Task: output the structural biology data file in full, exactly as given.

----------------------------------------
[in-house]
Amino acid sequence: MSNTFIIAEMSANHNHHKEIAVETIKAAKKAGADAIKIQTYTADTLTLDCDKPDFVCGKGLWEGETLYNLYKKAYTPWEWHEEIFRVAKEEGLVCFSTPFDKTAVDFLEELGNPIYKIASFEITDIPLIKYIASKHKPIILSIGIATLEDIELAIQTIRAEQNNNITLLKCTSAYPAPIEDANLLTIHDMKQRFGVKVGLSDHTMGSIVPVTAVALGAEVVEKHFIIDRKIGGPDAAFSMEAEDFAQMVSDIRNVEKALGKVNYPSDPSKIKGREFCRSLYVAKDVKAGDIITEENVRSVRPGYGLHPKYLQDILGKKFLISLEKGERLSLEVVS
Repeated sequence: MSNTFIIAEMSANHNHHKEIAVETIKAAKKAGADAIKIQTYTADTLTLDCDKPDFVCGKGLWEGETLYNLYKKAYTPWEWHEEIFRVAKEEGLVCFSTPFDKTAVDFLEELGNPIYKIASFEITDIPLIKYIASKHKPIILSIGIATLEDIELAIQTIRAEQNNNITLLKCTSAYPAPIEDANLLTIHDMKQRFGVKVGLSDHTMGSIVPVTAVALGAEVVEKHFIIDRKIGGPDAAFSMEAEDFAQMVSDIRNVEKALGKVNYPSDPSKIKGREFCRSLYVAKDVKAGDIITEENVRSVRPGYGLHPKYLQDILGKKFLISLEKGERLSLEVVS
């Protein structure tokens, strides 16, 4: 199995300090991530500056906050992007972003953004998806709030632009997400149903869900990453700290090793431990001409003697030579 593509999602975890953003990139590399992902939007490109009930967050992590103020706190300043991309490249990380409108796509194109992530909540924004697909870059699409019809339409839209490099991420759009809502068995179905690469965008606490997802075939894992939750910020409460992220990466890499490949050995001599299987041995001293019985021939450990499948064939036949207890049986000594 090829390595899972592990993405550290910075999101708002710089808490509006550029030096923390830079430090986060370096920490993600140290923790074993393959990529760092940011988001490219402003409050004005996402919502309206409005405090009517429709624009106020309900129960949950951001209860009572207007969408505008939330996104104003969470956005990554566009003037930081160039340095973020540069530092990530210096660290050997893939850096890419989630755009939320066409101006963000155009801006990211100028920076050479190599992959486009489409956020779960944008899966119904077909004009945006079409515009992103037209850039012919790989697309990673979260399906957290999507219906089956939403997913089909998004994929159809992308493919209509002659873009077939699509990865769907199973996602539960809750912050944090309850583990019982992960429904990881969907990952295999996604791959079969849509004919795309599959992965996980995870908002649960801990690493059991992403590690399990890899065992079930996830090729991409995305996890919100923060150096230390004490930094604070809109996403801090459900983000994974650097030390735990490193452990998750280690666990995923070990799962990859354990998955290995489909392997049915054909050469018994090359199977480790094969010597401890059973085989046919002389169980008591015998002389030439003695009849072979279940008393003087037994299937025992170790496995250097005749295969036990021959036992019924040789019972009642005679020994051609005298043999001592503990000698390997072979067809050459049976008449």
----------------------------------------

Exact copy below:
[in-house]
Amino acid sequence: MSNTFIIAEMSANHNHHKEIAVETIKAAKKAGADAIKIQTYTADTLTLDCDKPDFVCGKGLWEGETLYNLYKKAYTPWEWHEEIFRVAKEEGLVCFSTPFDKTAVDFLEELGNPIYKIASFEITDIPLIKYIASKHKPIILSIGIATLEDIELAIQTIRAEQNNNITLLKCTSAYPAPIEDANLLTIHDMKQRFGVKVGLSDHTMGSIVPVTAVALGAEVVEKHFIIDRKIGGPDAAFSMEAEDFAQMVSDIRNVEKALGKVNYPSDPSKIKGREFCRSLYVAKDVKAGDIITEENVRSVRPGYGLHPKYLQDILGKKFLISLEKGERLSLEVVS
Repeated sequence: MSNTFIIAEMSANHNHHKEIAVETIKAAKKAGADAIKIQTYTADTLTLDCDKPDFVCGKGLWEGETLYNLYKKAYTPWEWHEEIFRVAKEEGLVCFSTPFDKTAVDFLEELGNPIYKIASFEITDIPLIKYIASKHKPIILSIGIATLEDIELAIQTIRAEQNNNITLLKCTSAYPAPIEDANLLTIHDMKQRFGVKVGLSDHTMGSIVPVTAVALGAEVVEKHFIIDRKIGGPDAAFSMEAEDFAQMVSDIRNVEKALGKVNYPSDPSKIKGREFCRSLYVAKDVKAGDIITEENVRSVRPGYGLHPKYLQDILGKKFLISLEKGERLSLEVVS
């Protein structure tokens, strides 16, 4: 199995300090991530500056906050992007972003953004998806709030632009997400149903869900990453700290090793431990001409003697030579 593509999602975890953003990139590399992902939007490109009930967050992590103020706190300043991309490249990380409108796509194109992530909540924004697909870059699409019809339409839209490099991420759009809502068995179905690469965008606490997802075939894992939750910020409460992220990466890499490949050995001599299987041995001293019985021939450990499948064939036949207890049986000594 090829390595899972592990993405550290910075999101708002710089808490509006550029030096923390830079430090986060370096920490993600140290923790074993393959990529760092940011988001490219402003409050004005996402919502309206409005405090009517429709624009106020309900129960949950951001209860009572207007969408505008939330996104104003969470956005990554566009003037930081160039340095973020540069530092990530210096660290050997893939850096890419989630755009939320066409101006963000155009801006990211100028920076050479190599992959486009489409956020779960944008899966119904077909004009945006079409515009992103037209850039012919790989697309990673979260399906957290999507219906089956939403997913089909998004994929159809992308493919209509002659873009077939699509990865769907199973996602539960809750912050944090309850583990019982992960429904990881969907990952295999996604791959079969849509004919795309599959992965996980995870908002649960801990690493059991992403590690399990890899065992079930996830090729991409995305996890919100923060150096230390004490930094604070809109996403801090459900983000994974650097030390735990490193452990998750280690666990995923070990799962990859354990998955290995489909392997049915054909050469018994090359199977480790094969010597401890059973085989046919002389169980008591015998002389030439003695009849072979279940008393003087037994299937025992170790496995250097005749295969036990021959036992019924040789019972009642005679020994051609005298043999001592503990000698390997072979067809050459049976008449």